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Full text of "War-time financial problems"

A   STORM   PRODUCED              291

short-sighted   tyranny which   exasperates without
doing the smallest good to anybody.

More serious, however, was clause (i) (e), under
which any securities that have been issued, split,
consolidated or renewed without Treasury sanction
since January, 1915, were not to be dealt in, in future,
without a licence. The result of this clause, if it
had stood, would have been that all loans under
which such securities had been pledged would have
had to be called in because the collateral became
unsaleable, except after all the ceremonies had been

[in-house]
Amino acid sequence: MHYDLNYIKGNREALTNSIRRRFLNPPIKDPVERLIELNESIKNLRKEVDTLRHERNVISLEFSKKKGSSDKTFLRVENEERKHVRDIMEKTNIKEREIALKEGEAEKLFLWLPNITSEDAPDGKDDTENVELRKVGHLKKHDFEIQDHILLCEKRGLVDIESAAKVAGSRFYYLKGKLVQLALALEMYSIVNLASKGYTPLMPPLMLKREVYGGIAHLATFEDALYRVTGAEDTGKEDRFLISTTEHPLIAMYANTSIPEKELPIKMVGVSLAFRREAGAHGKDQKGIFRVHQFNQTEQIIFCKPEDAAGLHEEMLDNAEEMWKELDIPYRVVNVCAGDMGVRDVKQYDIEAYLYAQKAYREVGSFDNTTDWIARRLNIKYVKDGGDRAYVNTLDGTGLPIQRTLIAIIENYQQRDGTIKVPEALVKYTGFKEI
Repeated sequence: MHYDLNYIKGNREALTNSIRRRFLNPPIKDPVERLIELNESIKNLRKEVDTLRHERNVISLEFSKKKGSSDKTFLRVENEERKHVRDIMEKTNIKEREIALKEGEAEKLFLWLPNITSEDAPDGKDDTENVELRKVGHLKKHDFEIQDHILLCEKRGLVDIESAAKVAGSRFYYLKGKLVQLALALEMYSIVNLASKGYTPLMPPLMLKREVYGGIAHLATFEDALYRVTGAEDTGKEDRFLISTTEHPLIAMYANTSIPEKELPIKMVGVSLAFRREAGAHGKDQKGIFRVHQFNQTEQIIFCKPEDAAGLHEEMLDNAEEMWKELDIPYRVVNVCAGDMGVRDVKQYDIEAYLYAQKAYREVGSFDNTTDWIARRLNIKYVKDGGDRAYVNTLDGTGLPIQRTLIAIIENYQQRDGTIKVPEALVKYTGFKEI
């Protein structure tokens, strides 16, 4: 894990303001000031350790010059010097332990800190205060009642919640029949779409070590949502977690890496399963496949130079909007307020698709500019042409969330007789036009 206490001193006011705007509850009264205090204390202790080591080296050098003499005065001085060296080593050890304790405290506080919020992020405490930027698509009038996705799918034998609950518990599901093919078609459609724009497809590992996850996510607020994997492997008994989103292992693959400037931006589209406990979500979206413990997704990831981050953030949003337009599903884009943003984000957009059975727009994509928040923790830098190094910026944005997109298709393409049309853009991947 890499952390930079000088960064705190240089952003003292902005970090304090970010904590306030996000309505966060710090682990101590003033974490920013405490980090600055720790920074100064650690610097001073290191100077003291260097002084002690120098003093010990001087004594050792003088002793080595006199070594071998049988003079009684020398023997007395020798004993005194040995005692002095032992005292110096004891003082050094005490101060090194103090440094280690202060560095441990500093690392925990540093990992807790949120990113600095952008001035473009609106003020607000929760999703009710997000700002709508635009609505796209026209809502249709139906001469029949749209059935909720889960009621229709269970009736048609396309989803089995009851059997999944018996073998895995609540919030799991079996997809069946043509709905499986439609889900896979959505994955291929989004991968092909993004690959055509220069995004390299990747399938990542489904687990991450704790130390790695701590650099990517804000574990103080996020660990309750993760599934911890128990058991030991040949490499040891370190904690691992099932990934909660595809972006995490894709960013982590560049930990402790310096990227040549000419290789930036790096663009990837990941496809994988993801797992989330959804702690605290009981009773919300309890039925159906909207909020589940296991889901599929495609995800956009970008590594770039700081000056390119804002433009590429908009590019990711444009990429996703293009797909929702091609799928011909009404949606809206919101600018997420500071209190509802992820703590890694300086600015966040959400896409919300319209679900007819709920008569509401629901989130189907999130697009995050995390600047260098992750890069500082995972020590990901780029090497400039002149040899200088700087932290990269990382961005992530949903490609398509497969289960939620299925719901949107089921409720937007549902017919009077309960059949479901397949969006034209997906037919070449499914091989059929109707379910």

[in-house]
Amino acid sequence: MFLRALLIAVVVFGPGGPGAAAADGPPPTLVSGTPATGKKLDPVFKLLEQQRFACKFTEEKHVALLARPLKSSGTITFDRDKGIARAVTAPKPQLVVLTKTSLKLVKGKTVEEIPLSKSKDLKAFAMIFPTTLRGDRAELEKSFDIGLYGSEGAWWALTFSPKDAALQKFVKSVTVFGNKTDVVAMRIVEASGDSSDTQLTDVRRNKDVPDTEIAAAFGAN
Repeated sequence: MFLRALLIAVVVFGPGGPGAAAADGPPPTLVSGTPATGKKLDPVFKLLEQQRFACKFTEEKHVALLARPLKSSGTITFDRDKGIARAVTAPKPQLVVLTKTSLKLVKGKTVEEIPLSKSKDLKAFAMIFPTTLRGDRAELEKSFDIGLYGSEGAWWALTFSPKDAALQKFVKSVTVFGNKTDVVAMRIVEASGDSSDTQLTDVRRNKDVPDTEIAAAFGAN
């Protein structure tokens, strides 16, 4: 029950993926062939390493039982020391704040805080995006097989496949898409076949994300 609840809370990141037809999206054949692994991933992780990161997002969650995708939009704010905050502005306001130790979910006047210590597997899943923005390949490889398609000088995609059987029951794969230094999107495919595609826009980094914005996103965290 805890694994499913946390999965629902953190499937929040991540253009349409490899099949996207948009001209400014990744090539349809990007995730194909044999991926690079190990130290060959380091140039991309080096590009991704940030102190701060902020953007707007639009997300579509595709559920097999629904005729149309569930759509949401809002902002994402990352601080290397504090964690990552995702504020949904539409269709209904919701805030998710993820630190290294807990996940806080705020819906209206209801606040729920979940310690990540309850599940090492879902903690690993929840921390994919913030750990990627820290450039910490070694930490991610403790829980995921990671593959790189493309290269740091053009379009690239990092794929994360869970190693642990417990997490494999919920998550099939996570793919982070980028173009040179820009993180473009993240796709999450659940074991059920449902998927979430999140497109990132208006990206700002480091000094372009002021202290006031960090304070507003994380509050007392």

gone through and a licence had been got. It was
also possible to argue that the prohibition to renew
or extend the maturity of any security meant that
no loans of any kind could be renewed, and that no
commercial bills could be renewed, without a licence.
It is true that No. 5 paragraph says what the ex-
pression " securities J> includes, but it does not state
definitely that bonds, Debentures, Debenture stock
arid marketable securities are the only things in-
cluded. It was a pretty piece of drafting, and
raised a pretty storm in the House of Commons on
February 27th, when a somewhat lurid picture of
its effects was drawn by Sir H. Dakiel and Mr
Macquisten. Mr Chamberlain not being then legally
a member of the House, it fell to the lot of Mr Bonar
Law to explain that the Government had really
meant to give greater freedom in making new issues,
that the evils anticipated had not been intended,
that he hoped the House would not judge the
Government too harshly for not making unsanctioned
issues illegal from the beginning, and that a new